By way of comparison, the Supreme Court in 1980 counted three Harvard Law graduates, two Yale Law graduates, and one graduate each of law schools at St. Paul College, Northwestern University, Howard University, and Stanford. Go back further and many more institutions are represented.
Why is today’s tally objectionable?
One needn’t doubt the value that an Ivy League–educated jurist can bring to the bench to see that diminishing marginal returns are upon us, even as the gains from diversity of educational background go untapped.
As Jonathan Turley wrote during the Gorsuch nomination fight, “When you virtually exclude all but two of the nation’s 160 law schools as sources for justices, it not only reduces the number of outstanding candidates but guarantees a certain insularity in training and influences on the court. This bias is not only elitist but decidedly anti-intellectual.”
He made a similar argument after President Barack Obama put jurists from Harvard and Yale on the court:
There is no objective basis for favoring these two schools. Annual rankings from law schools on publication or reputation or student scores show relatively small differences in the top law schools. The actual scores of the small pool of students in the top tier vary by only a few points. While Harvard and Yale are routinely ranked in the top spots, the faculties and student bodies are not viewed as manifestly superior to such competitors as Stanford, Chicago, Michigan or other top schools …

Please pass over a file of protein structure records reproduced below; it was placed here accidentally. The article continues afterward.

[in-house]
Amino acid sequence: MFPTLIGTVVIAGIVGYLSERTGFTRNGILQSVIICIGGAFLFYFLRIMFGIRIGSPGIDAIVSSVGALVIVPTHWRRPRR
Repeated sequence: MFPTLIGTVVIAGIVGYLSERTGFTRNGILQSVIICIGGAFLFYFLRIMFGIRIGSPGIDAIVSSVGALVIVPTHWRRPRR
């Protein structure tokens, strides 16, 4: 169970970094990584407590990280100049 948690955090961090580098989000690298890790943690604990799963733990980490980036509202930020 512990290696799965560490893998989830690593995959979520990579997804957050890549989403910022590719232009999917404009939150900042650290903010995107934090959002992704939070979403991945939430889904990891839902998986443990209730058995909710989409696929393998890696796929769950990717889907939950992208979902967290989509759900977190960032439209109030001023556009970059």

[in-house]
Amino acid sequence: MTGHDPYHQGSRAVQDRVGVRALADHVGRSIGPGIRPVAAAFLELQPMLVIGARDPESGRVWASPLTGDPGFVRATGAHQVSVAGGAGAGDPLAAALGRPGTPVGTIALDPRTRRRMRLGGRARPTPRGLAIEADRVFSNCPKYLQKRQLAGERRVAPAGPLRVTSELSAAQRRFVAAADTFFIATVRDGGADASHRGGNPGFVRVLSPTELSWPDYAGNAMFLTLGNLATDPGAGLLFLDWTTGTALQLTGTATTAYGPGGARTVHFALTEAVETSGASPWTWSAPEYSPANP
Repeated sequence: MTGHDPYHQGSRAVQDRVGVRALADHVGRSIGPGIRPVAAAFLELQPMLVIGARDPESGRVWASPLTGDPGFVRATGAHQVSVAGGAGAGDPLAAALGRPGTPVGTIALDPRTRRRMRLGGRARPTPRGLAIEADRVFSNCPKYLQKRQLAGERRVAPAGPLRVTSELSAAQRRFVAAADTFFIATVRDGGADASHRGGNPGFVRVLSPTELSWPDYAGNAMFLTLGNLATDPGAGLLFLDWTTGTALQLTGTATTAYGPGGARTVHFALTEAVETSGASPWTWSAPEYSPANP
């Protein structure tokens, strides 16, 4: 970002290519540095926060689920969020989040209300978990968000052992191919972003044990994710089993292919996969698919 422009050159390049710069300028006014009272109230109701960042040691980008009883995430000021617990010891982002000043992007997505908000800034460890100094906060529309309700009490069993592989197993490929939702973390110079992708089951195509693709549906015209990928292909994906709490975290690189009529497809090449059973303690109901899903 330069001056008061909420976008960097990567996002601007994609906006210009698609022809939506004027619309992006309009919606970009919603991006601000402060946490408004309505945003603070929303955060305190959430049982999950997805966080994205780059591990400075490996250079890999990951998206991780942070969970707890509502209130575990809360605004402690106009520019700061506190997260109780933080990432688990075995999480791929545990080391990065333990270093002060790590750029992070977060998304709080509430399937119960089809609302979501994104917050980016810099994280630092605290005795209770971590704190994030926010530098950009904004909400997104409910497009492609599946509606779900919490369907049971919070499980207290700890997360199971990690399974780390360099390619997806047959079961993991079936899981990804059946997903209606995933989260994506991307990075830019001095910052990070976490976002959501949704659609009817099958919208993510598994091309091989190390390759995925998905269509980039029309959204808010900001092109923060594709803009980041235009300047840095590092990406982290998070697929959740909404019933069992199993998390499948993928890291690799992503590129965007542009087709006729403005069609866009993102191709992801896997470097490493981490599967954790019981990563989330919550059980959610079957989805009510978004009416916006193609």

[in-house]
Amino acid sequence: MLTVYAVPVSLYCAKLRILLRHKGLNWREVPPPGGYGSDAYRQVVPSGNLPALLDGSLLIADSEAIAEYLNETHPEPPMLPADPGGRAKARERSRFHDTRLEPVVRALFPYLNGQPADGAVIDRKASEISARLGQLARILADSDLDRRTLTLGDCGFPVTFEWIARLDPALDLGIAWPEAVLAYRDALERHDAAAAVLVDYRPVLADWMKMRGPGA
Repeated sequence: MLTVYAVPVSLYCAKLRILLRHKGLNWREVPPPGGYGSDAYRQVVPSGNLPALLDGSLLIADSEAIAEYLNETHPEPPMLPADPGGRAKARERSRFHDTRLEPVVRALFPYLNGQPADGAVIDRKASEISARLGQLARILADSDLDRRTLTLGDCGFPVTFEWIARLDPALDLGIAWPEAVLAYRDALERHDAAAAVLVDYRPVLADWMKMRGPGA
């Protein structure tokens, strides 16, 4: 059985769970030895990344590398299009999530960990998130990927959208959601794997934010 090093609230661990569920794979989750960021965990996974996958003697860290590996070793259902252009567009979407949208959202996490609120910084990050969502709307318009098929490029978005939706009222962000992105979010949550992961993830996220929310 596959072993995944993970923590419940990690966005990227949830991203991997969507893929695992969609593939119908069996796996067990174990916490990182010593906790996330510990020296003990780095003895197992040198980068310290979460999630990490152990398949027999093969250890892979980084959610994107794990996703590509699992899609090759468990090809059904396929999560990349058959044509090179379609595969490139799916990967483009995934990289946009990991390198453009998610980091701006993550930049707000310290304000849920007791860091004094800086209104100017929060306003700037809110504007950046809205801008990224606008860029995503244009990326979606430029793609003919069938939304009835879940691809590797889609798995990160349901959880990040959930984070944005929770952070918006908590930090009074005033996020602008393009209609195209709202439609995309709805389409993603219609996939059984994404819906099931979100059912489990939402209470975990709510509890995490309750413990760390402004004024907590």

The favoritism shown Harvard and Yale should be viewed not just as incestuous but as scandalous. It undermines educational institutions across the country by maintaining a clearly arbitrary and capricious basis for selection. It also runs against the grain of a nation based on meritocracy and opportunity. If there is one place in the world that should be free of such baseless bias, it is the Supreme Court of the United States.
Among the consequences: a high court where every sitting justice has spent his or her entire professional career seeing the American legal system through the lens of someone with numerous personal, social, and institutional connections to the country’s most powerful, well-connected elites.
A new jurist might have added a contrasting perspective.
But Kavanaugh has never known a time without such connections, even counting his youth before law school. The son of a judge and a lobbyist, raised in Bethesda, Maryland, a tony suburb of Washington, D.C., he attended a private high school largely populated by the sons of elites, one that already counts a sitting Supreme Court justice as an alum. As an undergraduate, he went to Yale. He has lectured at Harvard.
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Put another way, there is no possible nominee who’d do less to remedy this flaw in the institution than the man put forward by Donald Trump, who got elected by attacking the insularity of Washington elites.